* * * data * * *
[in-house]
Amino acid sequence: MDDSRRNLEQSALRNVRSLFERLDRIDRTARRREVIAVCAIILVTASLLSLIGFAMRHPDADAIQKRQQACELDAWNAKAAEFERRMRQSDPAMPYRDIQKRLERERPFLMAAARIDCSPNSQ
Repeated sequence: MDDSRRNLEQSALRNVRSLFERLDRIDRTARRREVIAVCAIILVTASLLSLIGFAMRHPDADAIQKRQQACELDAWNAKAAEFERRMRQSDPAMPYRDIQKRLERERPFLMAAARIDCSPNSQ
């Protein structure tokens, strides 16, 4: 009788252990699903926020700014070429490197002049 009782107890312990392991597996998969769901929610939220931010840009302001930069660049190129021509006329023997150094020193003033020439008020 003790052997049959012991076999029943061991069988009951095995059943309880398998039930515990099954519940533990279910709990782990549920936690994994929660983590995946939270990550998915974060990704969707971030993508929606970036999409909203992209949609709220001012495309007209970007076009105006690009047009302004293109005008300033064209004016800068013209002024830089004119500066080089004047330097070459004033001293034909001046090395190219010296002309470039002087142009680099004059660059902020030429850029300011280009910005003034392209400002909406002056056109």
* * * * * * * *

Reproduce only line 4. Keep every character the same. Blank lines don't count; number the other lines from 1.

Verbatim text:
């Protein structure tokens, strides 16, 4: 009788252990699903926020700014070429490197002049 009782107890312990392991597996998969769901929610939220931010840009302001930069660049190129021509006329023997150094020193003033020439008020 003790052997049959012991076999029943061991069988009951095995059943309880398998039930515990099954519940533990279910709990782990549920936690994994929660983590995946939270990550998915974060990704969707971030993508929606970036999409909203992209949609709220001012495309007209970007076009105006690009047009302004293109005008300033064209004016800068013209002024830089004119500066080089004047330097070459004033001293034909001046090395190219010296002309470039002087142009680099004059660059902020030429850029300011280009910005003034392209400002909406002056056109």